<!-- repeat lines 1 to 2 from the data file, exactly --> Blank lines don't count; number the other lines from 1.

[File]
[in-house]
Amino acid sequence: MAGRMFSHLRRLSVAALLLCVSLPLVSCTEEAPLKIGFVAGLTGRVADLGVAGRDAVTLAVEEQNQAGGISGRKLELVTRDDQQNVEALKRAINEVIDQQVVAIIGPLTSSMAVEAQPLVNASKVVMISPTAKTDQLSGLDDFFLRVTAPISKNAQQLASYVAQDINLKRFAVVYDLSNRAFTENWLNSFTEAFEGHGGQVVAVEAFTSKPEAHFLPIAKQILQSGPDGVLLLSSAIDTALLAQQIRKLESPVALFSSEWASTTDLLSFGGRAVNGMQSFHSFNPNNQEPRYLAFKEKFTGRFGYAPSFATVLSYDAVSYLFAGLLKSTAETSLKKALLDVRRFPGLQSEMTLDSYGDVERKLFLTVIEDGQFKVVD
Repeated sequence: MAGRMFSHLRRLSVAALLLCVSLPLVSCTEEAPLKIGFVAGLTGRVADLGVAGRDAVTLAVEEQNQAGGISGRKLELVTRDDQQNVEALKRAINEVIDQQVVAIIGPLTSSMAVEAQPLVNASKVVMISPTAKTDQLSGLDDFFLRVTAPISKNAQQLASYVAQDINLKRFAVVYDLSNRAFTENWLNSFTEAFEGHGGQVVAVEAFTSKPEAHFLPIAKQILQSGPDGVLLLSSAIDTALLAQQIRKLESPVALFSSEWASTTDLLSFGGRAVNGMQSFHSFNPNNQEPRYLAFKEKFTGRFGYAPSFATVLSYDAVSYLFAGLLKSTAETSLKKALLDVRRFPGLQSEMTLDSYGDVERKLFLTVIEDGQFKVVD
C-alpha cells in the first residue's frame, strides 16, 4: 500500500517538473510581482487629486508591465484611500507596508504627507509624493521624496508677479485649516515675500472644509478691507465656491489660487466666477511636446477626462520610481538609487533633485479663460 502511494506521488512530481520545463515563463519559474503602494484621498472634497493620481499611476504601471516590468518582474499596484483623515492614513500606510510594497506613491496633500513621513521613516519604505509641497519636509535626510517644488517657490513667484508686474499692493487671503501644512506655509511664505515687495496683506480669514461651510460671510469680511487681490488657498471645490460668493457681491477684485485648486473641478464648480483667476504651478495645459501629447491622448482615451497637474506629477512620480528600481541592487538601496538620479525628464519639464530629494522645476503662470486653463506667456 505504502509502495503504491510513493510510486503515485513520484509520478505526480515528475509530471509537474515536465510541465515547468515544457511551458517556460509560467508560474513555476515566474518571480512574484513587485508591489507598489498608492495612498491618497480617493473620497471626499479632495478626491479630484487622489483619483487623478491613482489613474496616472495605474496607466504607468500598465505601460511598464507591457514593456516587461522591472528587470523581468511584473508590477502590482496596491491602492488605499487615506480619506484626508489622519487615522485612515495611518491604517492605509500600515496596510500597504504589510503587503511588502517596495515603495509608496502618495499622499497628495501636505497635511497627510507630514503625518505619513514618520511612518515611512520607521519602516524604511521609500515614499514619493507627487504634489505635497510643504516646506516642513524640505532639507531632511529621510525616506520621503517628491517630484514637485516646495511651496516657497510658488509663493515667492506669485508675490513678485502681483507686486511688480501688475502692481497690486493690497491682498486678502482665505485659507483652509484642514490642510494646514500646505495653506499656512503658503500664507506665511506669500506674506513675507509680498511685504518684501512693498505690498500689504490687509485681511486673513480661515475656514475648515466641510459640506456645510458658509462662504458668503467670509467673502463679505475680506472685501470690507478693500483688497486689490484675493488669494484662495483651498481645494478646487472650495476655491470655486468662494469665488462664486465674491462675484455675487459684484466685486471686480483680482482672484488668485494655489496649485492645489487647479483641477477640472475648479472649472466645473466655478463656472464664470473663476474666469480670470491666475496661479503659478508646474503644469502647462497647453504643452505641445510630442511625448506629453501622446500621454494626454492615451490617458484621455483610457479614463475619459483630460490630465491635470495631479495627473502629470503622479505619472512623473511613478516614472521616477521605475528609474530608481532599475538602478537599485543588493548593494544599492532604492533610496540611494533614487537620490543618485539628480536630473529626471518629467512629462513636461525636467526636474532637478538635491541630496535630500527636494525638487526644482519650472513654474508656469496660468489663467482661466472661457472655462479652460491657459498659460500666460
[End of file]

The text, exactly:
[in-house]
Amino acid sequence: MAGRMFSHLRRLSVAALLLCVSLPLVSCTEEAPLKIGFVAGLTGRVADLGVAGRDAVTLAVEEQNQAGGISGRKLELVTRDDQQNVEALKRAINEVIDQQVVAIIGPLTSSMAVEAQPLVNASKVVMISPTAKTDQLSGLDDFFLRVTAPISKNAQQLASYVAQDINLKRFAVVYDLSNRAFTENWLNSFTEAFEGHGGQVVAVEAFTSKPEAHFLPIAKQILQSGPDGVLLLSSAIDTALLAQQIRKLESPVALFSSEWASTTDLLSFGGRAVNGMQSFHSFNPNNQEPRYLAFKEKFTGRFGYAPSFATVLSYDAVSYLFAGLLKSTAETSLKKALLDVRRFPGLQSEMTLDSYGDVERKLFLTVIEDGQFKVVD